Niagara Day 1- Kite-flying icons to abound

Niagara gets off to a good start.. we have some rain today but hopefully it will clear up for the weekend…

Buffalo News – Kite-flying icons to abound

2007 festival opens three-day stand in Niagara Falls today
By Pam Kowalik – NEWS NIAGARA BUREAU
Updated: 09/27/07 7:06 AM

NIAGARA FALLS — An 82-yearold man who holds multiple world records for kite flying — one for flying three kites while standing in the back of a moving convertible — will take part in the 2007 Niagara International Kite Festival this weekend.

And Ray Bethell, a kite flying icon who has won numerous awards all over the world as a master kite flier, is the person who will give the festival its international flavor as it takes off today for a four-day run along the Niagara Gorge.

The event starts today in Niagara Falls State Park and moves to Reservoir State Park in Lewiston.

Bethell, who lives in Vancouver, B.C., started sport kite flying in 1980. For many years he flew in team competitions with the Vancouver High Flyers, often placing first, second or third in North American competitions.

He is the holder of 11 world multiple kite records.

“One of the very special [efforts] to me was flying three full-size sport kites . . . simultaneously standing in the back of a red convertible down the main street of Long Beach, Wash., with a police escort with hundreds and hundreds of spectators that lined the sidewalks including the mayor, chief of police and the fire chief,” Bethell wrote in an e-mail.

Bethell was inducted into the World Kite Hall of Fame in Long Beach three years ago, and is among about 40 people who have been honored for kite building, promoting and flying.

“It pleases me that I have been given the opportunity to share my love of kite flying to the people of Niagara along with so many other kite fliers that have come from every part of this planet,” Bethell wrote The News.

The theme for this year’s Niagara International Kite Festival is “Con-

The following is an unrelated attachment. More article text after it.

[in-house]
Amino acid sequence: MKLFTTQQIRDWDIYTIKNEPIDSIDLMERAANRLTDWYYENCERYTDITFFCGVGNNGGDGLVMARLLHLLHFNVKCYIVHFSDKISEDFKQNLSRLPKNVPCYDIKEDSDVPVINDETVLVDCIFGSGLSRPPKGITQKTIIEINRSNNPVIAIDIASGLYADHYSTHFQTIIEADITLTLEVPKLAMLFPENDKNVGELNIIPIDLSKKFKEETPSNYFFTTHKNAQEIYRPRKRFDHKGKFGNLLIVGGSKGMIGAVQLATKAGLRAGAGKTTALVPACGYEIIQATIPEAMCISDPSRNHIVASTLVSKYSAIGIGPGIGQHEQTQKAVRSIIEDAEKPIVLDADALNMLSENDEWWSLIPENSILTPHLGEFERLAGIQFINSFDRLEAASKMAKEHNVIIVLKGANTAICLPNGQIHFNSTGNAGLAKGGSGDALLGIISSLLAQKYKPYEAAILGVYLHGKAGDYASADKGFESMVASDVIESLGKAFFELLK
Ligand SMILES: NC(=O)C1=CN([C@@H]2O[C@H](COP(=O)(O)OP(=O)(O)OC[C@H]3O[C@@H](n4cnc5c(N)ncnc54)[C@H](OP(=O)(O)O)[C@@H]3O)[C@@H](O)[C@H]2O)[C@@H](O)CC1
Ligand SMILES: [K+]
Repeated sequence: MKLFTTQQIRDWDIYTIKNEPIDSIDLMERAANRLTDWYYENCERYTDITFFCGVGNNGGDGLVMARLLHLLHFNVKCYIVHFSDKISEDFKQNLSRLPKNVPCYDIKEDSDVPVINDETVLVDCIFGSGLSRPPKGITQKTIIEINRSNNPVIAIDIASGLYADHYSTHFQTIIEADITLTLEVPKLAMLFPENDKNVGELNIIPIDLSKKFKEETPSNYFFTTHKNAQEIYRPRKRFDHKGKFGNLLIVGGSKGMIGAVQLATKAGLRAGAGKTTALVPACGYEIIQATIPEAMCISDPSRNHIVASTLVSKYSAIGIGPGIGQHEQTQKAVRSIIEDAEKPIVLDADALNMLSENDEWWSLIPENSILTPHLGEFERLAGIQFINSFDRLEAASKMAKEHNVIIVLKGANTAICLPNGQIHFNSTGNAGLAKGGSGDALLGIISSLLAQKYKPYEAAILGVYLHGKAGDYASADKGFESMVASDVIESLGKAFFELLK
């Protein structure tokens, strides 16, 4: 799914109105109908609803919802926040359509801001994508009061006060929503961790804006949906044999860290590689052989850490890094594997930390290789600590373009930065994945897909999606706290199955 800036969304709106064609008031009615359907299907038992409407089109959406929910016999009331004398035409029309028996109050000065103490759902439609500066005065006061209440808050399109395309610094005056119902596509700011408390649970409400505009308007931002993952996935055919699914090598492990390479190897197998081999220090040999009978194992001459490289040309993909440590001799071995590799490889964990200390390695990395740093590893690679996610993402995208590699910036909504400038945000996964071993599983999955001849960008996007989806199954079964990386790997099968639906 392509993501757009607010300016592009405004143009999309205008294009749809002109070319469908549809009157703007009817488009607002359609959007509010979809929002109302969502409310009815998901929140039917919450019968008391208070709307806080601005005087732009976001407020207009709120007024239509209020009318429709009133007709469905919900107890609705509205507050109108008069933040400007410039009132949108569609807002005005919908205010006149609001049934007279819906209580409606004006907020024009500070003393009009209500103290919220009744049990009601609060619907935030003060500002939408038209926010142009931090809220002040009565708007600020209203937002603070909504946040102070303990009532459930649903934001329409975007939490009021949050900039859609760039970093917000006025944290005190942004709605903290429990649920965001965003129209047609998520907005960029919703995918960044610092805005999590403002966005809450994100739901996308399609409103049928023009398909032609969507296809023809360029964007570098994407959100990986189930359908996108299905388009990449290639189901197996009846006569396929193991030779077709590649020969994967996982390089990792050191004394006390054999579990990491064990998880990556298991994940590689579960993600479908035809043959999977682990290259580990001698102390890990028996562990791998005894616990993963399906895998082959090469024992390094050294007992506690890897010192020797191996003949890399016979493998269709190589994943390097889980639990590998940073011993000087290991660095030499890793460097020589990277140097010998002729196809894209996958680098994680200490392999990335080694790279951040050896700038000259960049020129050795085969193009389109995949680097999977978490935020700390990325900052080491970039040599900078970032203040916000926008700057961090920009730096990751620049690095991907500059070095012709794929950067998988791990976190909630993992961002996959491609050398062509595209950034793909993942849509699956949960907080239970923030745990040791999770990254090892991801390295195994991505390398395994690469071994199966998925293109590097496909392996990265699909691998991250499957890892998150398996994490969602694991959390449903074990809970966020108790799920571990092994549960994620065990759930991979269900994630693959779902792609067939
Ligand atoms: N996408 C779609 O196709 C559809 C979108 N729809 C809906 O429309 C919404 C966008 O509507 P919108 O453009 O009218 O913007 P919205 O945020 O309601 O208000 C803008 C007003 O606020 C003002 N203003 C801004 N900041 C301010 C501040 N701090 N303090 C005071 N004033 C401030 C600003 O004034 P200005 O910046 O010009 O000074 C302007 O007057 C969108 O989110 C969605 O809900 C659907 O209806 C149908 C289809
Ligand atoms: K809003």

necting the Past, Present, and Future with a Kite String.”

Some of the festival’s highlights include a ceremony from 11 a.m. to 4 p.m. today and Friday. The event will take place somewhere along the gorge in Niagara Falls State Park and the exact location will be determined by the weather and the wind speed each day.

A kite made of organic materials will be “sacrificed” to the cascades in hopes of appeasing the wind and weather gods today and Friday. Actors also will display a Homan Walsh 1848 re-enactment contest, trying to connect a string of kites across the Niagara River between Prospect Point on the U.S. side and Victoria Park, in Niagara Falls, Ont. This is how construction started on the first suspension bridge across the river.

Ted Shaw, a director of the Great Lakes Kitefliers Society of Western New York, said he will be flying kites at the event.

“I just enjoy seeing all the color in the air, all the shapes,” Shaw said. “It’s amazing to me to be able to fly all the kites in the same area.”

Shaw spends a few hundred dollars a year on his kite passion.

Kate Scaglione, director of marketing and communications for the Niagara Tourism and Convention Corp., said people of all ages will have the opportunity to make kites in free workshops. She also said the festival will go on, even if it rains. “These kite fliers are so into what they’re doing that it doesn’t seem to bother them in the least.”

On Saturday and Sunday, the festival moves to Reservoir State Park. There will be kites of all descriptions — large inflatable show kites, artistic kites, sport kites, historical kites, indoor kites and fighter kites.

Activities run from 10 a.m. to 5 p.m. Saturday and 11 a.m. to 5 p.m. Sunday. There will be kite making workshops from 1 to 3 p.m. both days.

Events include a discussion on kite history and exhibitions on kite aerial photography, miniature kites and kite stamps, and demonstrations of kite buggying and kite mountain boarding are scheduled for both days. For information on these activities and more, go to www.niagarakite.com.

pkowalik@buffnews.com

Niagara International Kite Festival – Sep 27th – 30th 2007

Great festival coming up this weekend with over 100 kite flyers coming from around the world. Check it out here… niagarakite.com

Join the worlds premier kite flyers as they bring the magical delights and awesome wonder of kiteflying to the Niagara region end of September.

The Homan Walsh 1848 kite contest re-enactment on Thursday and Friday which will be followed by an attempt to connect the USA and Canada with an arch of kites.

On Saturday and Sunday, Sept. 29 & 30th, activities will be at Reservoir State Park in Lewiston. There will be of kites of all descriptions- large inflatable show kites, artistic kites, sport kites, historical kites, indoor kites, fighter kites, and more! A variety of exhibitions – kite history, kite aerial photography, miniature kites and kite stamps- and demonstrations of kite buggying and kite mountain boarding are scheduled for both days.